Soapbox: It’s time to debunk the bygone myths of stardom
Watching classic films over Christmas reminded me of the stories told to children of people “making it”, just by being noticed sweeping or making the tea. These stories need to be put into perspective and historical context.
This is no longer that industry, if indeed it ever was. No longer do you get a background role in a film, end up with a few lines only to be catapulted in front of the camera in a leading role.
‘Extra’ work is an industry of its own, with every agent and casting director warding off actors from writing it on their CVs. Extra work also has its own agents, as do commercials. If you get a commercial, great – that’s good money in the bank, but again it’s a separate industry largely filled with models, not actors, and these are no longer stepping stones into dramatic work.
Why did I choose to act? Well, in many ways – as “actorly” as this is – it was a calling rather than a choice. Acting is about storytelling – it is an expression of what it means to be human. It seems it’s part of who I am.
And perhaps because of this, I do not wish to be a performing monkey by taking any job however remotely connected to acting, and I don’t think I’m a snob for saying so. I want to be creatively fulfilled, that’s why I chose acting, and while I may never get a “big break” I certainly won’t get it making tea!
We have passed through the time of year when a lot of actors play Santa, and elves, and dames, and princesses incapable of keeping their shoes on. Now, I know many who love to do this, but I don’t. The elf ears would never suit me and all the most interesting female characters get played by men.
But more to the point, it’s another avenue that acting mythology has suggested is a “stepping stone” or less flatteringly “paying your dues”. Maybe this was once true, maybe going around a theme park dressed as a duck was once a legitimate acting role to tide you over until Hamlet, but I doubt it. I should say at this point, no one is less of an actor because they take these jobs. The roles bring joy to thousands of people – but they are not CV-fillers in the run up to a season at the Old Vic.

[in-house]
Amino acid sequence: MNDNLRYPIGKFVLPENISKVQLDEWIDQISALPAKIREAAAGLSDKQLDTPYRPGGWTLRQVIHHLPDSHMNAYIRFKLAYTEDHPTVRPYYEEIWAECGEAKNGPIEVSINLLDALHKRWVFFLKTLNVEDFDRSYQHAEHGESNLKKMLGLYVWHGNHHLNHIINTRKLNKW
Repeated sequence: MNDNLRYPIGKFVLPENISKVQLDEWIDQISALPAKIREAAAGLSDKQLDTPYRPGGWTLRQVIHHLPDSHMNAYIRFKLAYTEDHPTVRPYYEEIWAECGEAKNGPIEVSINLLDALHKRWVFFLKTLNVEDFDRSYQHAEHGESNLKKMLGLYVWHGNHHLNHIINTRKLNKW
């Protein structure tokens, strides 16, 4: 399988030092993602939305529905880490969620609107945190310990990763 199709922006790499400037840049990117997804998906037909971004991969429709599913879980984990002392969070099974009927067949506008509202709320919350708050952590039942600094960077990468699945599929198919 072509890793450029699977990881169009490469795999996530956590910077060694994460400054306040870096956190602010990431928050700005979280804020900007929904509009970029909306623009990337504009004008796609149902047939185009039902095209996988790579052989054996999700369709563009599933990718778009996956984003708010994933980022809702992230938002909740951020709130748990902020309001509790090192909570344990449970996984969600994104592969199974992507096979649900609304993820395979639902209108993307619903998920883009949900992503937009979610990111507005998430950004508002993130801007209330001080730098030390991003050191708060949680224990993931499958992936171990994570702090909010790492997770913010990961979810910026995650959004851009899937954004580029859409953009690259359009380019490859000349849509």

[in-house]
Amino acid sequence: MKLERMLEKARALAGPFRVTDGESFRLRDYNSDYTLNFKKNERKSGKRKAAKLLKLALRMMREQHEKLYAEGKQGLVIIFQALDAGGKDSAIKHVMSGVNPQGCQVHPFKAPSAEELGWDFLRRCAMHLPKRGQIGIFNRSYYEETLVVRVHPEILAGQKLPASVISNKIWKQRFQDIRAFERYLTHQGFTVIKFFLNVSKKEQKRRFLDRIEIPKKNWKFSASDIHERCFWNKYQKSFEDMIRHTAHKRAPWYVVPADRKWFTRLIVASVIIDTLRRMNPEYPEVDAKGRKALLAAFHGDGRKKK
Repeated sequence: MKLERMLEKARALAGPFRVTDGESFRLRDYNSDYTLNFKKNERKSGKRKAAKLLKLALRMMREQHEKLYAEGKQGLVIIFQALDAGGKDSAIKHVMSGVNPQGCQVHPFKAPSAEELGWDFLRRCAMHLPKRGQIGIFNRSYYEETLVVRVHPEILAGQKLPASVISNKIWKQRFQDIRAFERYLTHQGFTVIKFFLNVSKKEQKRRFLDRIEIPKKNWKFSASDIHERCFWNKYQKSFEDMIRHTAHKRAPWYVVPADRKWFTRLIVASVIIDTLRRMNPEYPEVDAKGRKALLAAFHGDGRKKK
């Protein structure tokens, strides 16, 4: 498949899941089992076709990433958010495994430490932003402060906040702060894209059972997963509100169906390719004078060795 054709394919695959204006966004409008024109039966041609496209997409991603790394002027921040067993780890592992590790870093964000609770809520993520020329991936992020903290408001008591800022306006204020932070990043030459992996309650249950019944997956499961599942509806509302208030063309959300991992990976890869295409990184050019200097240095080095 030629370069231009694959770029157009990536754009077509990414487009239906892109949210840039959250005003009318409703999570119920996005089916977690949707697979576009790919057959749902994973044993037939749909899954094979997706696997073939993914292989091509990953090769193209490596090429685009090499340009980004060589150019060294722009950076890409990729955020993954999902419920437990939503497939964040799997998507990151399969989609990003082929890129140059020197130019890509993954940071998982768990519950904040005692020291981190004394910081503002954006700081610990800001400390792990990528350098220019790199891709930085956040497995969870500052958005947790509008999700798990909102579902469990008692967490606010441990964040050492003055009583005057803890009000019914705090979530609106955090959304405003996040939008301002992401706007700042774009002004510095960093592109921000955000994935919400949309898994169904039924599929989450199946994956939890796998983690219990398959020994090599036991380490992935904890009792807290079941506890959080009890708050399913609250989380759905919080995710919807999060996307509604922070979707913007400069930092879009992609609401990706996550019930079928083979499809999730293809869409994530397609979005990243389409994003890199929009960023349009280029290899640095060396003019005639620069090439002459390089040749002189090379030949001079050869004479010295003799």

I saw Eileen Atkins recently give an interview at London’s The Bunker during The Faction’s SchillerFest. She mentioned that Judi Dench chooses which film she does based on whether she thinks she’s going to have a nice time with the cast and crew.
This sounds lovely. Did she “pay her dues”? No, not really. Her professional debut out of drama school was at the Old Vic. I’m not sure many of them did – Maggie Smith was being driven around in a Bentley in her 20s according to Kenneth Williams. Of course the rep system was the catapult for most of them.
These great actors deserve plaudits for their work, as do our younger great actors, but they didn’t get there sweeping up for anyone. Neither did they by standing very far away in a crowd in a panoramic shot, or sitting in shopping centres wearing white beards.
If it sounds like I’m crushing hope at the beginning of the year, it is only because these myths are totally unhelpful. Actors can, and should, dream. However, perpetuating these bygone ideas of how to rise to stardom misleads young people entering the industry. It also keeps existing actors in parts of the industry where they repeatedly flog their wares in the hope they’ll start to tread the bridge over to “legit” work, when the bridge isn’t there.
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